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Winter Solstice is a Cummin’ In

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Winter Solstice is a Cummin’ In Empty Winter Solstice is a Cummin’ In

Post  TipsyCad147 on Sat Dec 19, 2009 3:07 am

Winter Solstice is a Cummin’ In

Within a week, those of us who live North of the Equator will experience the longest night of the year - the. Winter Solstice Our prehistoric Mothers and fathers were well aware of this major turning point. For example, Calendar II, an underground stone chamber in Central Vermont is oriented directly towards the sun rise on this day:

When archaeologists first had to address the reality that “primative peoples” oriented their sacred sites towards significant horizonal events like the Solstices and Equinoxes, and needed to come up with a reason why they did that, they proposed that they did this as an agricultural calendar - so they would know when to do what in the yearly planting and harvesting cycle.
But as far as both Solstices are concerned, this holds no water at all. What farmer needs to know when the Winter Solstice happens? It’s too cold to do anything but huddle inside to keep warm. (And of course, if you haven’t planted your seeds or tended your crops by the Sunner Solstice, you’re way too late - and harvest season has not yet come. The Celtic Cross Quarter Days make better sense agriculturally.)
So what was the reason for the Neolithic people’s interest in the Winter Solstice? The rising Sun is standing still along the south-easter horizon, (“Solstice” means “Sun stands still”.)
While many suffer from depression (perhaps due to SAD - Seasonal Affective Disorder) at this time of year, the Winter Solstice offers hope in that, after that, the days will begin (at first imperceptibly) begin to grow longer. If you are paying very close attention to the horizon, it is Christmas, the 25th of the month, when you can see that the Sun has risen just a smidgeon to the north, the swing of the pendulum has reversed itself.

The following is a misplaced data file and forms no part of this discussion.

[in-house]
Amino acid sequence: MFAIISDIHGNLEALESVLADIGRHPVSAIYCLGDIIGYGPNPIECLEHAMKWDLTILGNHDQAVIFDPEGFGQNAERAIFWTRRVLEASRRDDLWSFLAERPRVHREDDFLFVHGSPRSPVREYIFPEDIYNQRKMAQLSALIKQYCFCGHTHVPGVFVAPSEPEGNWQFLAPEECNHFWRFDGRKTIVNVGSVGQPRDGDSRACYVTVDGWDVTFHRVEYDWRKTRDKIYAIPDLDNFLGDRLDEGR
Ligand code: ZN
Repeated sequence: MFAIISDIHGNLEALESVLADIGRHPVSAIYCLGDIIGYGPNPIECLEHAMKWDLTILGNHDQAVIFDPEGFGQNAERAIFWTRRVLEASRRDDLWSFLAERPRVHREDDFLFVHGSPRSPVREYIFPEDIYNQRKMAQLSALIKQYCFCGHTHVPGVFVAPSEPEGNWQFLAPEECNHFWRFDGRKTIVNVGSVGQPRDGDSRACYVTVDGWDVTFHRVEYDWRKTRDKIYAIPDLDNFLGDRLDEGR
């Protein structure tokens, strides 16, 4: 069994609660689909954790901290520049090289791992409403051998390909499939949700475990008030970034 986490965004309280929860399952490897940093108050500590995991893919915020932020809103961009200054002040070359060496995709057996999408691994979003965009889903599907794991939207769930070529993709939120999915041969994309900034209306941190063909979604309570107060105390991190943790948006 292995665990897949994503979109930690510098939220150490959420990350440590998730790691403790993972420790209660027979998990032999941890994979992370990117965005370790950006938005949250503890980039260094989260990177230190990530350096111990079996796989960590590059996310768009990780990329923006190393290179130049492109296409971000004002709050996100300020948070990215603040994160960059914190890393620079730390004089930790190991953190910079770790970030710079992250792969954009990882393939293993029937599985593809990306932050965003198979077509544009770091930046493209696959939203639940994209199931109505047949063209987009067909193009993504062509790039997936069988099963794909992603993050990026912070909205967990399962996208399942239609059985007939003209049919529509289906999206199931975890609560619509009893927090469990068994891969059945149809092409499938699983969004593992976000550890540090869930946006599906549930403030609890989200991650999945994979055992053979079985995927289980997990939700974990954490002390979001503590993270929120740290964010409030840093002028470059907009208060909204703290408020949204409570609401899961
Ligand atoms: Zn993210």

But, what is the Winter Solstice really about? Of course, there are many possible answers to this question, but just as the early farmers took this time to go inside and get warm, this is still a good time to go inside. Just as the Sun pauses, if we can be conscious of this time, so can we. Why not consider taking some time on this Winter Solstice to go inside and see what is sleeping, what has worked well in the last year, and what not worked so well. It is at that moment between the out-breath of the old and the in-breath of the new that changes of intent can be made.
I leave you with a “Christmas” Carol that might be better called a Fractured Christmas Carol.
God Rest Ye Merry Pagan Folk
God Rest Ye Merry Pagan Folk
Let nothing you dismay
Remember that the Sun returns
Upon this Solstice Day!
The growing dark is ended now
And Spring is on its way
O, tidings of comfort and joy,
Comfort and joy!
O, tidings of comfort and joy!
The Winter’s worst still lies ahead
Fierce tempest, snow and rain!
Beneath the blanket on the ground
The spark of life remains!
The Sun’s warm rays caress the seeds
To raise Life’s songs again!
O, tidings of comfort and joy,
Comfort and joy!
O, tidings of comfort and joy!
Within the blessed apple lies
The promise of the Queen
For from this pentacle shall rise
The orchards fresh and green
The Earth shall blossom once again
The air be sweet and clean!
O, tidings of comfort and joy,
Comfort and joy!
O, tidings of comfort and joy!


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